In the year 2000, Silicon Valley titan Bill Joy delivered a bombshell in Wired magazine: “Why the Future Doesn’t Need Us.”  He warned: Future machines will have no need of human beings, and we will have to compete with them for resources.

Not only is this NOT going to happen, it’s a handy distraction from the real problem.

All those sci-fi “computers taking over the world” stories like HAL9000 and Terminator are impossible given the current definition of computer.

As are the predictions of mass unemployment. As is the much-ballyhooed “singularity” when we humans upload ourselves into the cloud and become immortal. 

Such scenarios require something vastly different than anything we are building today. 


Moore’s law says computers double in speed every two years and the price drops in half. Still doesn’t change anything. A pocket calculator was as dumb as a box of rocks in 1975, and Siri is as dumb as a box of rocks today. Speed is not the issue. To solve the problem of intelligence, we need brand new “laws of physics.” 

Erwin Schrodinger said so in his book What Is Life in 1943, and now Mathematics itself proves this. This is gigantic and still awaits our discovery.


When your six year old talks to Alexa, it only takes her 60 seconds to figure out: No one is home. Everyone instinctively knows the difference between a machine and a dog or goldfish. Life is so special, non-life can’t even fool a six year old.

The difference between computers and life is:

Computers obey instructions. 

Life creates instructions. 

The difference cannot be overstated.

I’ve developed a mathematical proof of this. Please don’t assume only mathematicians can understand this. The proof is simple and most people can understand it, as I shall explain.

Alan Turing, the British mathematician who famously cracked the German code in WWII, invented the concept of the computer in 1936. His “Turing Machine” is a black box with an input, an output, memory, and a program running 1s and 0s. Turing is now pictured on the UK’s new £50 note.

Everyone is familiar with Turing Machines because we carry them around in our pockets every day. You’re reading this blog post on one right now.

Turing’s Insight #1 was: A computer can crunch any math formula. 

Turing’s Insight #2 was: It’s impossible to know whether it will find the answer without running the program first.

The implications run for miles. The simplicity of these statements is what makes these so profound. They establish clear boundaries for what computers can and cannot do. When combined with a third insight below, they define a sharp boundary between computers and life itself.

Insight #1, computers do math, is why computers crunch data far faster than we can. It’s why any language, text, audio or video can be converted to 1s and 0s and transmitted. Anything that can be reduced to formulas can be computed.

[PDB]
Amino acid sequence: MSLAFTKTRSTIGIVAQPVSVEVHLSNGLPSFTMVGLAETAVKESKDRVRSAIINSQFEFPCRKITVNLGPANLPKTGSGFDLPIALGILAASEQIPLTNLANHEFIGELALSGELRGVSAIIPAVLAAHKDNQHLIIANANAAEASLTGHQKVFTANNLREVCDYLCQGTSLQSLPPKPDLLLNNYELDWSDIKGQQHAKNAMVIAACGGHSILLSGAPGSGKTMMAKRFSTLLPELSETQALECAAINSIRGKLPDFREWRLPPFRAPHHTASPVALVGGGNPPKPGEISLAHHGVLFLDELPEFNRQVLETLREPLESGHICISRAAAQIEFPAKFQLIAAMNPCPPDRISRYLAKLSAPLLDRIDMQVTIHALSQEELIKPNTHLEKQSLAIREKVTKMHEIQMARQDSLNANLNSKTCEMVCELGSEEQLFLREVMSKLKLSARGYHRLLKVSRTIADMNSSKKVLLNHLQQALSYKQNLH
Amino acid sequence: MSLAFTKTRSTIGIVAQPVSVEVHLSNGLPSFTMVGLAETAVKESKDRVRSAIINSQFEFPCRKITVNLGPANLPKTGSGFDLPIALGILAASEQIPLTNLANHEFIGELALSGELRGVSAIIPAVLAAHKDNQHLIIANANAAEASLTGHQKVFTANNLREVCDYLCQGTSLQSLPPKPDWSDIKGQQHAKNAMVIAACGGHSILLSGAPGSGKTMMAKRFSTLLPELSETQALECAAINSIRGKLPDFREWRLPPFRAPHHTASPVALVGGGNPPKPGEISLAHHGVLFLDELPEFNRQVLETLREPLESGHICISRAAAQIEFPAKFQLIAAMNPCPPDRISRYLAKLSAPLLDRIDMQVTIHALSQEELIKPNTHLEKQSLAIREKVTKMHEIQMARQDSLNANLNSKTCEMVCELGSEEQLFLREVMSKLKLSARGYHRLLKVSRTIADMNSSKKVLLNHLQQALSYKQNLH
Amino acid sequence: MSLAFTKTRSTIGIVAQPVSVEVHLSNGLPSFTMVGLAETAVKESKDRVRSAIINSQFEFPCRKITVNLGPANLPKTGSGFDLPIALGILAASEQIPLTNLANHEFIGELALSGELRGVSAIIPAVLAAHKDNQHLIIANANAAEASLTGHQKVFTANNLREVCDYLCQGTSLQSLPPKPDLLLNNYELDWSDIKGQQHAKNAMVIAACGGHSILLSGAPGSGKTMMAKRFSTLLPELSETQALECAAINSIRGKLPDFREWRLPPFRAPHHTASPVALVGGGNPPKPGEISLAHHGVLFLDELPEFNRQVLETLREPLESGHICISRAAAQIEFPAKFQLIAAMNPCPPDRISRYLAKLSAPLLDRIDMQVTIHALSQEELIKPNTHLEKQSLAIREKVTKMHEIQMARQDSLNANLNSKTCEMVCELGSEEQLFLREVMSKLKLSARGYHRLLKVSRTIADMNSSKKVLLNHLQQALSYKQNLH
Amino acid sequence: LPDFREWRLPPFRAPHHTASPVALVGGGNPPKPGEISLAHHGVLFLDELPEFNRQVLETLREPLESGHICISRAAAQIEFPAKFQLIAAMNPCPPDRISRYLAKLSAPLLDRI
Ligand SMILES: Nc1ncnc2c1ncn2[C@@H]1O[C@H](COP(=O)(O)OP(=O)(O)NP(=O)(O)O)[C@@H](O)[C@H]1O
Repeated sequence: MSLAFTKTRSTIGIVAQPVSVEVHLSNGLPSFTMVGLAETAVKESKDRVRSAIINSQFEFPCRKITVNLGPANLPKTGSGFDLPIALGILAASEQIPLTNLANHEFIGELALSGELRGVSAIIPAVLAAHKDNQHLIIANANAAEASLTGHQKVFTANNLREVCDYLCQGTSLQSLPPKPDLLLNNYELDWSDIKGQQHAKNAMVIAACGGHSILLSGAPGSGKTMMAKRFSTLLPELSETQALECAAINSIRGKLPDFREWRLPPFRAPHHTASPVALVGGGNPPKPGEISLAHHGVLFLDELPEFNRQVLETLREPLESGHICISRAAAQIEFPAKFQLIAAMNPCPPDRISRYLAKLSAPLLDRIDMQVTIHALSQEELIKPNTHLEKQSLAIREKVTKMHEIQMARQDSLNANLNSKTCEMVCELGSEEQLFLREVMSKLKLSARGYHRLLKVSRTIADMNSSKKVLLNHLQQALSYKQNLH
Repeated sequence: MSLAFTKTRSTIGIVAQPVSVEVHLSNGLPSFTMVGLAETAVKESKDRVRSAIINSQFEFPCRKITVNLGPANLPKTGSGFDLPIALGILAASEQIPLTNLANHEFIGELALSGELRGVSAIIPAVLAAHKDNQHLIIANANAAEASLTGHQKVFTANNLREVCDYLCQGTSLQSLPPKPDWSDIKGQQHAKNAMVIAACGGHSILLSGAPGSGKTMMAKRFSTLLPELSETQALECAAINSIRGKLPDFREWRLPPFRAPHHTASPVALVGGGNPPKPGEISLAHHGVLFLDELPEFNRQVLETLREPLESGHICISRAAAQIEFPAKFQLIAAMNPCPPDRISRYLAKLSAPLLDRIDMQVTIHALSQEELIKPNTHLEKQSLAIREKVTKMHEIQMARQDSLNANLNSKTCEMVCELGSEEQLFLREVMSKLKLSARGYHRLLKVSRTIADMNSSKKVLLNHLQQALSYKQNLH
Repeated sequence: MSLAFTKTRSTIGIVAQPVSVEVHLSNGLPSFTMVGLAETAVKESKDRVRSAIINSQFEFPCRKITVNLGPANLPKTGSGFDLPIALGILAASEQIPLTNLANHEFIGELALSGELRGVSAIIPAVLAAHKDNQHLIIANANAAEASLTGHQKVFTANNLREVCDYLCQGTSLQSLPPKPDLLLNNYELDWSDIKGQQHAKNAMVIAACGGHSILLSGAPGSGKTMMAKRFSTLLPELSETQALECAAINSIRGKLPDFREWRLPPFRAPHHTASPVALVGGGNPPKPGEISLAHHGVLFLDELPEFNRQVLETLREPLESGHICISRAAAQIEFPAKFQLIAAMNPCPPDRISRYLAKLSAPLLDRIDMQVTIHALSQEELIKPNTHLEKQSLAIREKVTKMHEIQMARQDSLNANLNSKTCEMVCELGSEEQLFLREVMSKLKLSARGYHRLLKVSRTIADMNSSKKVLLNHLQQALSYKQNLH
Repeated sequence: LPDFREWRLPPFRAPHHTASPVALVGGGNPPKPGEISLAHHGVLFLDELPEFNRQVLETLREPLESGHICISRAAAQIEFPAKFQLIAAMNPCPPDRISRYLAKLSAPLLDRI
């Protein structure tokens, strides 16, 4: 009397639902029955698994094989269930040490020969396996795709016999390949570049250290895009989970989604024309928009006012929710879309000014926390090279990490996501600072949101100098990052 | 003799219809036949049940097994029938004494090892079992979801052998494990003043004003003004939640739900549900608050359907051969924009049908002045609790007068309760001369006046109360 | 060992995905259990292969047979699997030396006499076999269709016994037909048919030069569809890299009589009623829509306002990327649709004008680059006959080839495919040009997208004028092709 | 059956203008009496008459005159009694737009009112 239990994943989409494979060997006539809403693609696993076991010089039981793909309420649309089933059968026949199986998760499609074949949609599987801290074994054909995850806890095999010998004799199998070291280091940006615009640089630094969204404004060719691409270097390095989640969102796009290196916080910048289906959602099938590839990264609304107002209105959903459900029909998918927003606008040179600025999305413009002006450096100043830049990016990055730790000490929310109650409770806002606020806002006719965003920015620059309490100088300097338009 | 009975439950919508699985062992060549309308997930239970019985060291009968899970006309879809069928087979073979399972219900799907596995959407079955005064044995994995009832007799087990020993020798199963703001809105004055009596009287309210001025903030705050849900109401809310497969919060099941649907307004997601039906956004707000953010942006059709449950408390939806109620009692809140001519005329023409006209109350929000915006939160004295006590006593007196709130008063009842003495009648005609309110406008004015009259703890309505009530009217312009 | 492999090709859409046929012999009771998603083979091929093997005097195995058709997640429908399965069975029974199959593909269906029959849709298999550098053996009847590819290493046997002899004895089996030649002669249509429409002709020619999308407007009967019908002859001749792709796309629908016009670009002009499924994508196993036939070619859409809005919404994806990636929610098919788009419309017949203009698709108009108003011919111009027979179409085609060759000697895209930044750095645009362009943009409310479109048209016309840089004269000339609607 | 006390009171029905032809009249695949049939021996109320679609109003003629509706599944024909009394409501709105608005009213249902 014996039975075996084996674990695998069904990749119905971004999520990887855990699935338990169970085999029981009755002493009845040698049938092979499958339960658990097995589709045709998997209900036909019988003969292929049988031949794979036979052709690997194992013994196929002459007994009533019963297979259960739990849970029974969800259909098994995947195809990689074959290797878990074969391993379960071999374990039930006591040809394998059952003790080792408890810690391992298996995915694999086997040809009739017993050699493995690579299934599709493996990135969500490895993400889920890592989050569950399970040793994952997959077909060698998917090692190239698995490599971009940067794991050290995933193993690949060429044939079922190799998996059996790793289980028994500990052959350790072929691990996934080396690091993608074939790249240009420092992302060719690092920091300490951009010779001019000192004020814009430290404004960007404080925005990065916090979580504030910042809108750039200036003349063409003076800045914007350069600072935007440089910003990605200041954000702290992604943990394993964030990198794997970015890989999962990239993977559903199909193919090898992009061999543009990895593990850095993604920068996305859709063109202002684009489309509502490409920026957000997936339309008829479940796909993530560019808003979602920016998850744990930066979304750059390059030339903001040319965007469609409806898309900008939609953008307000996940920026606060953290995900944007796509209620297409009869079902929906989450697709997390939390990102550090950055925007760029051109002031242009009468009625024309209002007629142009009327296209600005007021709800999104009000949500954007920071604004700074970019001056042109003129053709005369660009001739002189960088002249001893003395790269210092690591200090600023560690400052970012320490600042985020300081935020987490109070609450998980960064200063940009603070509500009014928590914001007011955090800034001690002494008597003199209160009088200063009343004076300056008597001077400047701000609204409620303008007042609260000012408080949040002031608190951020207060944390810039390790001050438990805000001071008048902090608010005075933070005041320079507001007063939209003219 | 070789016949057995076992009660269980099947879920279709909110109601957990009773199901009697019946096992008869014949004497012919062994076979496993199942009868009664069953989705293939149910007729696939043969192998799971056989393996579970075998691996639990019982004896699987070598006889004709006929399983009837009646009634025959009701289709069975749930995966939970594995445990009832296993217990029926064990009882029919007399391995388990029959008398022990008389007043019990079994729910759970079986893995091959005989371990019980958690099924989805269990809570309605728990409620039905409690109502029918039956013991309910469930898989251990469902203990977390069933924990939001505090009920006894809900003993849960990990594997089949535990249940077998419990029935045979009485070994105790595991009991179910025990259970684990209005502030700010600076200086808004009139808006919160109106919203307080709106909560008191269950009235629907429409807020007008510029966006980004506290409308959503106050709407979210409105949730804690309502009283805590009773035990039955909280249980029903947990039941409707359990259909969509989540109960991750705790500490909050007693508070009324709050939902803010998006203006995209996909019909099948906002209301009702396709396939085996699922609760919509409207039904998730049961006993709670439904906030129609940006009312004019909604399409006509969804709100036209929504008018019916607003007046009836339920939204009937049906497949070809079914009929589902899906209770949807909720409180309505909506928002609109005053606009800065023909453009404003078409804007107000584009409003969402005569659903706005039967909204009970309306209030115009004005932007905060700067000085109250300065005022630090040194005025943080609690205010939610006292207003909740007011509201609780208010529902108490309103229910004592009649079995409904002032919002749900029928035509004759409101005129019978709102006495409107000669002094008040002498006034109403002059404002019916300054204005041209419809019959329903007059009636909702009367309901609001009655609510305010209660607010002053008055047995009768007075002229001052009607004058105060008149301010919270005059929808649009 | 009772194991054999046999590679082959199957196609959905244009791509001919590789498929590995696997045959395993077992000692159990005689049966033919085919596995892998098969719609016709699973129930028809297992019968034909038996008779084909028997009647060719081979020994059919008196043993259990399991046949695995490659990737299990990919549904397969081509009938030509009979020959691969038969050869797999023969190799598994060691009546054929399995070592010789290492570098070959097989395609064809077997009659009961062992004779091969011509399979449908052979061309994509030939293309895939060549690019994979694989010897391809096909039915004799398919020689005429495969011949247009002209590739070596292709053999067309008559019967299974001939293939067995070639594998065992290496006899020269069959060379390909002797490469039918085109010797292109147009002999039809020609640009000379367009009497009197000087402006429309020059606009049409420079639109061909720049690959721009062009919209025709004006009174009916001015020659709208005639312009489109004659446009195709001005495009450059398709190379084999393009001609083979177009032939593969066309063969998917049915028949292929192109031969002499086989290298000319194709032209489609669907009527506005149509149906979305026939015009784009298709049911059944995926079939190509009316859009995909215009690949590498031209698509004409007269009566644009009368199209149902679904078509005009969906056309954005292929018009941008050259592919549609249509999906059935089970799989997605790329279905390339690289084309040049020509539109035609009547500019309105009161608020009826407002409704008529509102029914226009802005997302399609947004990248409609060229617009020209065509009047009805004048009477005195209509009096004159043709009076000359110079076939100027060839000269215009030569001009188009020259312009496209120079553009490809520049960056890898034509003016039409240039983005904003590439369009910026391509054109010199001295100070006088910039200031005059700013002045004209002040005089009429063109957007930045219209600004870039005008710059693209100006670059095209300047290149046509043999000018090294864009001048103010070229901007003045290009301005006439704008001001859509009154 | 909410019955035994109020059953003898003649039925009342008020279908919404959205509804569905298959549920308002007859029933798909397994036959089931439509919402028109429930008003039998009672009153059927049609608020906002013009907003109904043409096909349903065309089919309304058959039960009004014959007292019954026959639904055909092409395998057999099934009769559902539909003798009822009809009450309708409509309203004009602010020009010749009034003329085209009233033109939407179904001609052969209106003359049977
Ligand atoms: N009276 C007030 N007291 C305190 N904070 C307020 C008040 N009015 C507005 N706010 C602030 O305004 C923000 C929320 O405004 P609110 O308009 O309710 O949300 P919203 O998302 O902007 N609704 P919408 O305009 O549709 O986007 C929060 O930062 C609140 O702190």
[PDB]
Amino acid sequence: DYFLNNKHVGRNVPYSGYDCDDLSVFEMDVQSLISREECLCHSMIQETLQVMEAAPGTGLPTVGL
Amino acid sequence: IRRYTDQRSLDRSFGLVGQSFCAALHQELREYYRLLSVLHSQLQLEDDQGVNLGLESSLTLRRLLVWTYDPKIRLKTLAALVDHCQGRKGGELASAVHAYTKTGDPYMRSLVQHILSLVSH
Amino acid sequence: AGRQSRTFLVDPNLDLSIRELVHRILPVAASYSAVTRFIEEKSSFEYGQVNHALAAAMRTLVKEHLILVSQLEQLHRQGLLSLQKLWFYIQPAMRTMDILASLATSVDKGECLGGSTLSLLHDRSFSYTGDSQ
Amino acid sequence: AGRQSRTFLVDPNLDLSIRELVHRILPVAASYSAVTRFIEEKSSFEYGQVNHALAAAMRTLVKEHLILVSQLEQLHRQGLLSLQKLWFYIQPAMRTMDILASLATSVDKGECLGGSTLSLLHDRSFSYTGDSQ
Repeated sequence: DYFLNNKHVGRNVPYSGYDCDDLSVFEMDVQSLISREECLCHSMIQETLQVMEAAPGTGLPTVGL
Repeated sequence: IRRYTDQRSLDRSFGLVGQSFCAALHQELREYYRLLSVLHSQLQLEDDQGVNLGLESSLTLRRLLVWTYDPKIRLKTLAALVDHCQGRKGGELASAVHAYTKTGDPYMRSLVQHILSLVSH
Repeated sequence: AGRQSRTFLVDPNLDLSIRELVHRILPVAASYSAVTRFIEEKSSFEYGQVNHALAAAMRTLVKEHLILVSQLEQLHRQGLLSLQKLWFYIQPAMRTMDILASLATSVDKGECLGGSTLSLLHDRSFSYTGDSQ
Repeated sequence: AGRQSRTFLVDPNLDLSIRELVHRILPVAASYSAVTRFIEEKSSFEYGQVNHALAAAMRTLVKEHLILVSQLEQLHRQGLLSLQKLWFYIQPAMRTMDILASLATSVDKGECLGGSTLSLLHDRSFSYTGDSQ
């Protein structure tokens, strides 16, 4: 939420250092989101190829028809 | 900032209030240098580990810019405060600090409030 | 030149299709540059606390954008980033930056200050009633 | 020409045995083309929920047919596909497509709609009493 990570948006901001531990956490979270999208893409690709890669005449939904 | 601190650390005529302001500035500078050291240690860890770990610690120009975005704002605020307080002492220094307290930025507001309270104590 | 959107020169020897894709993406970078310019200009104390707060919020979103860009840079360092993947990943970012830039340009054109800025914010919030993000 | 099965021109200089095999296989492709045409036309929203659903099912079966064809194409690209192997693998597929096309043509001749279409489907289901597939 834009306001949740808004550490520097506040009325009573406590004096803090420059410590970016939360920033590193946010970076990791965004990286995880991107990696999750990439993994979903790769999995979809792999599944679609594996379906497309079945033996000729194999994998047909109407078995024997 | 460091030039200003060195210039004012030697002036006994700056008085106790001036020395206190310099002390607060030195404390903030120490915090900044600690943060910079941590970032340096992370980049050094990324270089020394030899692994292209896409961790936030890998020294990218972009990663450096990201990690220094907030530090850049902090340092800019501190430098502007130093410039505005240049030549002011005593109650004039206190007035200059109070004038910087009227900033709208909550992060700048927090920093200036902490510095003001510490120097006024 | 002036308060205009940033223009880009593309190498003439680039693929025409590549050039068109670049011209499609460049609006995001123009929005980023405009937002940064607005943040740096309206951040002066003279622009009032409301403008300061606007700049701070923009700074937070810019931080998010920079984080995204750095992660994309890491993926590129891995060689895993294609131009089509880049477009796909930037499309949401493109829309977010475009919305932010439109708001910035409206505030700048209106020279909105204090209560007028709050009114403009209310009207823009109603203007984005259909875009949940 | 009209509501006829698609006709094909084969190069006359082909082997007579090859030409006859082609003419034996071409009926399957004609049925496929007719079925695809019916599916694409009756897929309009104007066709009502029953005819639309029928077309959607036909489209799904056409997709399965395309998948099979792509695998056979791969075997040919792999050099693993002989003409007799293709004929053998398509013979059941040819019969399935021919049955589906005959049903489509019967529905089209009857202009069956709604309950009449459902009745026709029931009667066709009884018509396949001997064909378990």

Insight #2, you have to run the program before you know if it will finish, is why computers crash. It’s far less appreciated than insight #1, but it proves what computers cannot do. Computers can’t solve a math problem if it can’t be reduced to a formula. As any math professor can assure you, there are many problems in mathematics that can’t be reduced to formulas.


Because computers by definition only do deductive reasoning. But humans, animals, plants and cells do inductive reasoning. 

Deductive reasoning is straightforward logic. “A is true therefore B is true.” “All men are mortal, therefore Socrates is mortal.” “3+9=12.” Working from general principles to specific truths. 

Inductive reasoning is solving riddles“B is true, so maybe A is true as well.” “Everyone I know of who got old, died. Therefore will everyone die?” That’s a riddle, and the answer is: Probably. But you can’t prove it. Induction (also known as “inference”) is working from specific truths to general principles. There’s no way to know an exception won’t be found. Swans are white, but you cannot guarantee that there are no black swans.

Computers cannot make inferences. In fact, even when they appear to infer, they are only making pre-programmed deductions. This comes from the very definition of computing and math functions. In your high school algebra course, they told you “A function is when there is ONE Y for a given X. If there are two possible answers, it’s not a function.” In the formula Y = X2 there is only one output for any input.

Computers cannot make choices. They obey rules. 

This is where things get interesting! Because how do you “trick” a computer into making a choice?

Easy. You insert a random number into the program. Suddenly the computer has options because it is no longer 100% predictable. It spits out a list and you pick an option. The GPS offers you two or three routes rather than one. Maybe it chooses from the three options itself.But… how does it choose?

“Drive the route that takes the least amount of time.” It still has to be given a set of rules in order to decide. 

There’s no way around this – the computer needs rules to get anything done. It can’t make up its own. 

It doesn’t matter whether your computer is twelve transistors strung together on your kitchen table, or the latest Pentium with billions of transistors running neural network software; this basic fact never changes. You can add inputs and more outputs, but none of that alters its essential nature. Computers run on pure logic. Period.

Which brings us to the problem:

All logic requires choices. Logic cannot create itself. 

In mathematics, choices are called axioms. Examples of axioms:

“In geometry, a line segment can be extended infinitely in both directions.”